Many of these negotiations have been fraught with political deadlock, leading to serious concerns over a possible default on US debt obligations. Hitting the debt limit could paralyze the government’s ability to finance its operations—including national security initiatives, Medicare, and Social Security. It could result in a downgrade from credit rating agencies, making borrowing more expensive for the public sector, private sector, and households alike. It could also shake the dollar’s foundations, threatening its centrality in the global economy. Even the mere prospect of any of this happening worries global investors.
Debt limits like the United States’, however, are not the norm—and they rarely cause major deadlocks in the few countries that have adopted this tool. Other countries have avoided deadlocks through one of these four routes:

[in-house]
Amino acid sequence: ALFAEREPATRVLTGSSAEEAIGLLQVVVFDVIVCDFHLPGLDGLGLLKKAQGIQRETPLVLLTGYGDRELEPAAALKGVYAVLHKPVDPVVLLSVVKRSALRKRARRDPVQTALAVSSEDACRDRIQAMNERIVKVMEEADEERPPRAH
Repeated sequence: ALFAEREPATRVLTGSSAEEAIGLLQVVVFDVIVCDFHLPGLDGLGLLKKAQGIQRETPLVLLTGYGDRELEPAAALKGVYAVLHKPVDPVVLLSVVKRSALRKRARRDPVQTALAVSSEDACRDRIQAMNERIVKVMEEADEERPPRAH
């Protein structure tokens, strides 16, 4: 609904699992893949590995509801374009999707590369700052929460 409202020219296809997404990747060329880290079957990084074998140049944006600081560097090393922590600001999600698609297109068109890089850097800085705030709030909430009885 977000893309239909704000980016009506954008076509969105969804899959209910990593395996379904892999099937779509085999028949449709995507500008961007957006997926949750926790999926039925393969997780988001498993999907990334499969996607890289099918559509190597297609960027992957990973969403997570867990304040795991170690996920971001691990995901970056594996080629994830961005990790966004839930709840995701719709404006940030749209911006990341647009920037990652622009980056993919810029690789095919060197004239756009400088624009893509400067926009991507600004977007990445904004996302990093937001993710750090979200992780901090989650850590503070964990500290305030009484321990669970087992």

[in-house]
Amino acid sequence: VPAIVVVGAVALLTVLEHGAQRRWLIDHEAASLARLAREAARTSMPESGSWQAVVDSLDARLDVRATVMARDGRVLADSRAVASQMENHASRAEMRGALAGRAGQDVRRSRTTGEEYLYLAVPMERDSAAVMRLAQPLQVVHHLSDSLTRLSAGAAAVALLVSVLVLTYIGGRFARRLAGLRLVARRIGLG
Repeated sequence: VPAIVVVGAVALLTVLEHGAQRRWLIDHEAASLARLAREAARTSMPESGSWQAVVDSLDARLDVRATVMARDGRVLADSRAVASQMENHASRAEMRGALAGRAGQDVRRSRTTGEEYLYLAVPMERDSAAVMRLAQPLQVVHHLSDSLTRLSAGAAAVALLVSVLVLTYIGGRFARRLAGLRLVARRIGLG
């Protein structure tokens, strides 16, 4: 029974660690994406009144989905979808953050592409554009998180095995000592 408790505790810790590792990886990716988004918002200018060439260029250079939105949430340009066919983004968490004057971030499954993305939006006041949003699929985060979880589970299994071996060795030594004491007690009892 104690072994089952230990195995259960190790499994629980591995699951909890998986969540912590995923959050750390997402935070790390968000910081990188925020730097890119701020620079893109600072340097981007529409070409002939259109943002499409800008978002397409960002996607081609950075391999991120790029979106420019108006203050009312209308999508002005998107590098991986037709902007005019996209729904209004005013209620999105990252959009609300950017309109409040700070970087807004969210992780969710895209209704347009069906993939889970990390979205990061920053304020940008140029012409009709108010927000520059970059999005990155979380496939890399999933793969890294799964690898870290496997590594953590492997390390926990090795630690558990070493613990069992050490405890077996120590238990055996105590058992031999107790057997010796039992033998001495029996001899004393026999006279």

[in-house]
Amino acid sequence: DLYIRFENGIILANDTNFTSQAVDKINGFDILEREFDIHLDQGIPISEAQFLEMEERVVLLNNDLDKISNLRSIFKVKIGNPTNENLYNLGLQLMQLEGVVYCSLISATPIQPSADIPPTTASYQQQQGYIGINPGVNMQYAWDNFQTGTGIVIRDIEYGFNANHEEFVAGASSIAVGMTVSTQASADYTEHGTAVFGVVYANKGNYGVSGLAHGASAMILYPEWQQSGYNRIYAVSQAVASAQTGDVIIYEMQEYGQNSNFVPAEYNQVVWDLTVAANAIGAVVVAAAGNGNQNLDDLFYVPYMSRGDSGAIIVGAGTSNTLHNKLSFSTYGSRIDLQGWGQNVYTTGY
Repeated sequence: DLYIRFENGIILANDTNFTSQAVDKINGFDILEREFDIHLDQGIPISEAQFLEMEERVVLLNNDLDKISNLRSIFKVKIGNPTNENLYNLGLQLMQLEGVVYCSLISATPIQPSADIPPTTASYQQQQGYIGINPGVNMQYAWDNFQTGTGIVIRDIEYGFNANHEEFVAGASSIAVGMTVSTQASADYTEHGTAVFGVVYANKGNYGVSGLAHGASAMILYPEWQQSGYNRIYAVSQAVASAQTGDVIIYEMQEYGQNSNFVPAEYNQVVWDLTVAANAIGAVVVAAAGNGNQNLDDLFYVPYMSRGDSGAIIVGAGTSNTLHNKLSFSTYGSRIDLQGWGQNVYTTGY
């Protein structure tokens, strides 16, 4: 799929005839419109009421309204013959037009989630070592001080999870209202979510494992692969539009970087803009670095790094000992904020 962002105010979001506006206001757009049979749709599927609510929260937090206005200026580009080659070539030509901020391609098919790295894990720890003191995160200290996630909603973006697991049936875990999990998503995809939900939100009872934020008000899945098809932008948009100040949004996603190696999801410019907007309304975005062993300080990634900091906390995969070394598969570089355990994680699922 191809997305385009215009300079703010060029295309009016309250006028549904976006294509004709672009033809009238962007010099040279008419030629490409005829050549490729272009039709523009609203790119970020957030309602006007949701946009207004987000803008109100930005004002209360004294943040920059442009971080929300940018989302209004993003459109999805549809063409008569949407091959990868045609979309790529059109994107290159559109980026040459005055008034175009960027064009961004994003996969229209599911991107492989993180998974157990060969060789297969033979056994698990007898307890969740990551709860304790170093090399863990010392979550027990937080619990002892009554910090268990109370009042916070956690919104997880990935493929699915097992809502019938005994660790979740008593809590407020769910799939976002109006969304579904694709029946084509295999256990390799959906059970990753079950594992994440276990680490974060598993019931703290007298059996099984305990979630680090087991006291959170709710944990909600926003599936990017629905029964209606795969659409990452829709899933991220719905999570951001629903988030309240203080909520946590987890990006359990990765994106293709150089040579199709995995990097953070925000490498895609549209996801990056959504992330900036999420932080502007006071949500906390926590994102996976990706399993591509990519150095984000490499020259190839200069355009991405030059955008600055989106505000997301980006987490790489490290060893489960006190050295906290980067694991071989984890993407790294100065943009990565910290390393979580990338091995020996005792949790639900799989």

- The ceiling is intentionally set sufficiently high such that it will not plausibly be crossed.
- The law is either amended or suspended during periods of heightened stress necessitating indebtedness.
- No punishments are tied to the legislation, meaning states often cross the limit with impunity.
- The law was scrapped altogether when it was severely curtailing the government’s policy space.
How do other countries manage debt limits?
Like the United States, Denmark also sets its debt limit as a nominal value. But that’s where the similarity ends. The Danish Parliament intentionally sets the ceiling sufficiently high such that it will not be crossed, rendering it no more than a formality.